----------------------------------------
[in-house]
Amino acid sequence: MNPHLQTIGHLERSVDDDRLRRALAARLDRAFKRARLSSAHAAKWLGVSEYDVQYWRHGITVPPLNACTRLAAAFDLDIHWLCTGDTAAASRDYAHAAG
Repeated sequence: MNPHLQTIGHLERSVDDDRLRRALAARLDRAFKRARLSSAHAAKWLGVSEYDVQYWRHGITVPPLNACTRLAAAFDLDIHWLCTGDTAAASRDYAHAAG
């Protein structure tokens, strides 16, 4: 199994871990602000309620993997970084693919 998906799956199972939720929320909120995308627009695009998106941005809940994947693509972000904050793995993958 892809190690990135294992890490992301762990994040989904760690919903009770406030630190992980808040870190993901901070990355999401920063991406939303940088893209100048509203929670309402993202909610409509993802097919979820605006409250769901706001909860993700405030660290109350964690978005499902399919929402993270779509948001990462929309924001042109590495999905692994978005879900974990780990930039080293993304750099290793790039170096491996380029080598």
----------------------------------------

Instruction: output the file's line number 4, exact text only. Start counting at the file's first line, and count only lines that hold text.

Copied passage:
């Protein structure tokens, strides 16, 4: 199994871990602000309620993997970084693919 998906799956199972939720929320909120995308627009695009998106941005809940994947693509972000904050793995993958 892809190690990135294992890490992301762990994040989904760690919903009770406030630190992980808040870190993901901070990355999401920063991406939303940088893209100048509203929670309402993202909610409509993802097919979820605006409250769901706001909860993700405030660290109350964690978005499902399919929402993270779509948001990462929309924001042109590495999905692994978005879900974990780990930039080293993304750099290793790039170096491996380029080598």